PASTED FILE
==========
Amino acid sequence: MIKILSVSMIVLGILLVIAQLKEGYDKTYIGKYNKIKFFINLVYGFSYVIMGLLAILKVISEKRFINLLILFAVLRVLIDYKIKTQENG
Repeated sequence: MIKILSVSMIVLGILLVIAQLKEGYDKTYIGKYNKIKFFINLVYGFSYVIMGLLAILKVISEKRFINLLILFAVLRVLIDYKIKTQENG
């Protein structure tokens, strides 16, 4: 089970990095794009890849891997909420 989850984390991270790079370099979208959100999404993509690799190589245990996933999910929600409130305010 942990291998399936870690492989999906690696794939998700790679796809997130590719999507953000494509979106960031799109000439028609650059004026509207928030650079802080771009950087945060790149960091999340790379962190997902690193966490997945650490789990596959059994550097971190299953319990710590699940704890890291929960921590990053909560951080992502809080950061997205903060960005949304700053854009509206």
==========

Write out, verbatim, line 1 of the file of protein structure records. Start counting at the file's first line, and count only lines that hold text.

Amino acid sequence: MIKILSVSMIVLGILLVIAQLKEGYDKTYIGKYNKIKFFINLVYGFSYVIMGLLAILKVISEKRFINLLILFAVLRVLIDYKIKTQENG